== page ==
However, I have another role, and it’s one where stuff buffets me from all directions: I’m the Scotland spokesperson for the Women’s Equality Party. It means I need to know where we stand on all sorts of things. I’m also a member of the party’s policy committee. The committee is full of fantastically knowledgeable women who speak up about gender equality in health, education, parenting and caregiving, work, media and political representation – and about gender-based violence. Coronavirus is affecting every single one of those areas. So, the emails zip to and fro, the Zoom meetings become ever more frequent, and my phone reverberates with WhatsApp notifications as we send each other news of the latest developments and discuss what our responses should be.
This pandemic has exposed and exacerbated all the inequalities that were in our society before it came. Women are taking on the lioness’s share of home schooling and unpaid care work. Women are more likely to have lost their jobs. Women on maternity leave during lockdown are falling through the holes in the furlough safety net. Women are the majority of nurses and carers, who are catching covid-19 because of poor PPE. Lockdown has seen a big spike in domestic violence; extra Scottish Government funding for women’s charities is welcome, but there is a lot still to do. All this and I haven’t even mentioned Black Lives Matter or how the virus is killing more BAME people…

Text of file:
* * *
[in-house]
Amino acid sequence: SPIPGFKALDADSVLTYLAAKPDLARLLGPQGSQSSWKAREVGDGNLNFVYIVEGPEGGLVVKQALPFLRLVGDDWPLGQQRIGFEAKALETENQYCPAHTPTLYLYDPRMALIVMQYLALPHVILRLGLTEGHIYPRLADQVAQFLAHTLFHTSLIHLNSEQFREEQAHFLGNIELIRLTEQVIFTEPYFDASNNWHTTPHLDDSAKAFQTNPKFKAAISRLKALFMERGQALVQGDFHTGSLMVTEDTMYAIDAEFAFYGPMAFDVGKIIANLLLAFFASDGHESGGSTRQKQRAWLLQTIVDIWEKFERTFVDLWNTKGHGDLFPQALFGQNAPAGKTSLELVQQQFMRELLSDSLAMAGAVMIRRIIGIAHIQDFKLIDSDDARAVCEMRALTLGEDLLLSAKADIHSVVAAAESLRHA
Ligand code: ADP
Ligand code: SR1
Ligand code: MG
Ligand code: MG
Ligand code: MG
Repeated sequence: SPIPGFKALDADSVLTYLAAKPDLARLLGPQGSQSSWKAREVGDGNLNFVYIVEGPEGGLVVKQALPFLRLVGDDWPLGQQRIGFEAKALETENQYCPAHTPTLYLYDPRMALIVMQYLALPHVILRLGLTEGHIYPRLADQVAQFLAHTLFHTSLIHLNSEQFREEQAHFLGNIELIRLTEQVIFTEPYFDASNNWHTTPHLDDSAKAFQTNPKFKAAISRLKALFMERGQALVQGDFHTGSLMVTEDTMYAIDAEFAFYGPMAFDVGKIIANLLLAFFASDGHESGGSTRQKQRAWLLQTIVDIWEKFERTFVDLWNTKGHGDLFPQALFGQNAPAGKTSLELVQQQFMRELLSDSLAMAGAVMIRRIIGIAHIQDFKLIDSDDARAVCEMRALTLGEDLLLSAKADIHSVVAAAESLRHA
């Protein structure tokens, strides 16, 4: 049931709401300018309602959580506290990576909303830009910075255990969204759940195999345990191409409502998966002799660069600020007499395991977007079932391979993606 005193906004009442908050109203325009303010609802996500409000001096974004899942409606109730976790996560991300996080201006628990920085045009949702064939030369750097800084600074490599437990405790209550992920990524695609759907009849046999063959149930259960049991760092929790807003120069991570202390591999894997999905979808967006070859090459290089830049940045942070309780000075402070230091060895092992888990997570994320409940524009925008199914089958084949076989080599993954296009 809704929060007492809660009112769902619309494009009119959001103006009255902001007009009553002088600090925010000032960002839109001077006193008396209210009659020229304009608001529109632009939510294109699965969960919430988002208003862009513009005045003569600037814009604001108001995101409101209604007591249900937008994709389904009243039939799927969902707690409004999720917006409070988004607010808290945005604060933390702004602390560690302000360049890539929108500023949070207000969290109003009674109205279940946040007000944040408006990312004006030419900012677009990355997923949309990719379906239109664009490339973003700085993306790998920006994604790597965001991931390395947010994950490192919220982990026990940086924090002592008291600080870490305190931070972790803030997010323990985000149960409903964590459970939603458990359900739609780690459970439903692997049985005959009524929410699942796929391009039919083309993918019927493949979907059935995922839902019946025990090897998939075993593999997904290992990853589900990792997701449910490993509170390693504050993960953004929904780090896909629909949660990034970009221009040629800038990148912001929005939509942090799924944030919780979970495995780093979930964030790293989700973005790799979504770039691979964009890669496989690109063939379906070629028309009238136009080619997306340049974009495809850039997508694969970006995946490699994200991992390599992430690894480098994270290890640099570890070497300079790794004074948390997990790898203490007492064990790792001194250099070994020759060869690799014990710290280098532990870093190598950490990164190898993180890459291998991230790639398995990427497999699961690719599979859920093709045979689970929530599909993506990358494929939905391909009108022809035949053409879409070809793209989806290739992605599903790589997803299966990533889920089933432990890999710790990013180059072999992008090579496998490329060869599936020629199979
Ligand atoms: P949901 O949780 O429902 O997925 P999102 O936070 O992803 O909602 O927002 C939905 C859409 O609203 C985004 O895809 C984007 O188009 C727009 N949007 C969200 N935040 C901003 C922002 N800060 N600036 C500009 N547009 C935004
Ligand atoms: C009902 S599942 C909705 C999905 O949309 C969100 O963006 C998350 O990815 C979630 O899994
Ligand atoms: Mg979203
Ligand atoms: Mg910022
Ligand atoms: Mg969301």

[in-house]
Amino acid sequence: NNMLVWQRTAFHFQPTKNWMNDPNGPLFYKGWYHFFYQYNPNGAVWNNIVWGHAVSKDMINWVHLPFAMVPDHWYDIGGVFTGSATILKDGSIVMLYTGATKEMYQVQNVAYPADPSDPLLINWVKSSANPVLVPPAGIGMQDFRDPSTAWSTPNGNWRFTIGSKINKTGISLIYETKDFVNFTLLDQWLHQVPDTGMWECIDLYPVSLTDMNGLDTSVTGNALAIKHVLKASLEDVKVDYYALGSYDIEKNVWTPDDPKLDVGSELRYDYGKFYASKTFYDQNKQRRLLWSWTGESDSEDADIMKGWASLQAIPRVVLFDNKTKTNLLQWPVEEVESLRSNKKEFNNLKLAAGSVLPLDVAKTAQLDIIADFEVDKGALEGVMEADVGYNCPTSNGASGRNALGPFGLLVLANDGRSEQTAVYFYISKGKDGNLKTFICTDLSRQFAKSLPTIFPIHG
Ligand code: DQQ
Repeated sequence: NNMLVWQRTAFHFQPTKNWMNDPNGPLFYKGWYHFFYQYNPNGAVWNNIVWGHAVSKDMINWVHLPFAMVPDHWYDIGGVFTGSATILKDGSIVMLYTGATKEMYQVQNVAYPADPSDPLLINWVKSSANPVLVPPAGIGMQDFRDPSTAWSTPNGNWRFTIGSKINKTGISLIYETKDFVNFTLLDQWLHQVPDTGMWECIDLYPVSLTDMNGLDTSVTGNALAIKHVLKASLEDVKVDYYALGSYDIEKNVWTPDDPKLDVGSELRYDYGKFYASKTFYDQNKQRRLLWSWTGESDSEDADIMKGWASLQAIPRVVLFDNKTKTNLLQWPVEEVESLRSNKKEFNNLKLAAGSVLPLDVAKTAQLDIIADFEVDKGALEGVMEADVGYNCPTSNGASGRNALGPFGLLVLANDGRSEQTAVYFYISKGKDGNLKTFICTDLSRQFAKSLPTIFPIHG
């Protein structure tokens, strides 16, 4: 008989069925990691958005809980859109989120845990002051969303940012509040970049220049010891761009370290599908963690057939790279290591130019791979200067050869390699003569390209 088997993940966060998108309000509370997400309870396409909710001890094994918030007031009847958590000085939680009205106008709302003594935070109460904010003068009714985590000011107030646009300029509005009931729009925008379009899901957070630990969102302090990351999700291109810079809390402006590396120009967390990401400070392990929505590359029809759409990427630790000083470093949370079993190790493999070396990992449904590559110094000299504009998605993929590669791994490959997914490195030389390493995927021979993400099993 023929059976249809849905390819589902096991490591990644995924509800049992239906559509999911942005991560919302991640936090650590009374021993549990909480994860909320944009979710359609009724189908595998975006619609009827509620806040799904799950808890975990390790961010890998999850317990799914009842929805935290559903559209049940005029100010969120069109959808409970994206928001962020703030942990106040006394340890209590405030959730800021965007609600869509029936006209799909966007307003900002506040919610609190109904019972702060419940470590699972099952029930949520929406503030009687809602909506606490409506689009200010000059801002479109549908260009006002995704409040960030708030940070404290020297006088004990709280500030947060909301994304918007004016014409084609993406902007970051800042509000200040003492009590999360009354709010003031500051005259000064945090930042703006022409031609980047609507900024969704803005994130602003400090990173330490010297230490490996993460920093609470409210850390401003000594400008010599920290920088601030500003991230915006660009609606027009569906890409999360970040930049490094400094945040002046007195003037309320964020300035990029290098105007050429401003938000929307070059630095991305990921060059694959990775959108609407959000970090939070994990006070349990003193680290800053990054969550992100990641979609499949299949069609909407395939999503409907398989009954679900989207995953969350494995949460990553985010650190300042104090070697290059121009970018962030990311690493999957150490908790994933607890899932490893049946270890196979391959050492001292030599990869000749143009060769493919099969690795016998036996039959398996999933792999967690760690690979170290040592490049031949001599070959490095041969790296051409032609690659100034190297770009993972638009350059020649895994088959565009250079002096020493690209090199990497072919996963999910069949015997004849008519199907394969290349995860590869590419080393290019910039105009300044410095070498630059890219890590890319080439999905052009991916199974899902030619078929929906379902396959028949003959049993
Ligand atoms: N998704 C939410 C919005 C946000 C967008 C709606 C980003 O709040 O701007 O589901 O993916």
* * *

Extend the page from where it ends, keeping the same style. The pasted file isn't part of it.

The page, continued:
We are trying, via emails and social media, to make our governments (both Westminster and Holyrood) responsive to women’s particular problems as the crisis continues. We urgently need to protect women from violent partners, and to address the question of childcare when children will only be at school part-time. And we are imagining what kind of world we want to build when the virus has run its course.